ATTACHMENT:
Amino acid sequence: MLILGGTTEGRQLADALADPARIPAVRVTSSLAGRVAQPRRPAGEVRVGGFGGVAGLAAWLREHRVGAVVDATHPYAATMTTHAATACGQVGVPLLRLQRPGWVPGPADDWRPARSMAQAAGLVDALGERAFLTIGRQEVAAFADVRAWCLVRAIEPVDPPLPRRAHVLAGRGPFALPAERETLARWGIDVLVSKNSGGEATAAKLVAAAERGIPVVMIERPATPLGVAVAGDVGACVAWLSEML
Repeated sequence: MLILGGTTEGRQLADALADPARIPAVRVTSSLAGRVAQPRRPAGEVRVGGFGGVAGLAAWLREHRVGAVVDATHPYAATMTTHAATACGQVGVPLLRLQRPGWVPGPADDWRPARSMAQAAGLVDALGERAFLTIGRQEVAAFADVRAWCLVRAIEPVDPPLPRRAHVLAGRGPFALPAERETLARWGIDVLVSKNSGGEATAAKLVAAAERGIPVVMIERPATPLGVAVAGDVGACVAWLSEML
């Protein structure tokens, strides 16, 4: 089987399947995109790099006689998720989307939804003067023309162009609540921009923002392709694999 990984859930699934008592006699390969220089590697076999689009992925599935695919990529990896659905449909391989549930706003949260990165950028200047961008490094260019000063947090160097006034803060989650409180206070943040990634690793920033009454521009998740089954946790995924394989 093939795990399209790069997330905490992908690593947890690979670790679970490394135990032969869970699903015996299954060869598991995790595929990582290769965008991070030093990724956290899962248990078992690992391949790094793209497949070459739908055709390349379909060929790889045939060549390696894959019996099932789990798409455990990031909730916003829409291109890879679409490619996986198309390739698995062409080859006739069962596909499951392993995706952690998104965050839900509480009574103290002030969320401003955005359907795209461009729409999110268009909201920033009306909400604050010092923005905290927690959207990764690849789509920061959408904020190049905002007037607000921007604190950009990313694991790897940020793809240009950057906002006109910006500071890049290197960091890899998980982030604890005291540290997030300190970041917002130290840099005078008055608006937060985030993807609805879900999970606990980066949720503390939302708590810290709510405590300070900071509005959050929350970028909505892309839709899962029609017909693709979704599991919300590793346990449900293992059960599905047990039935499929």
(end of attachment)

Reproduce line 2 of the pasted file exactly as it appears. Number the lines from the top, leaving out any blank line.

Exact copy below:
Repeated sequence: MLILGGTTEGRQLADALADPARIPAVRVTSSLAGRVAQPRRPAGEVRVGGFGGVAGLAAWLREHRVGAVVDATHPYAATMTTHAATACGQVGVPLLRLQRPGWVPGPADDWRPARSMAQAAGLVDALGERAFLTIGRQEVAAFADVRAWCLVRAIEPVDPPLPRRAHVLAGRGPFALPAERETLARWGIDVLVSKNSGGEATAAKLVAAAERGIPVVMIERPATPLGVAVAGDVGACVAWLSEML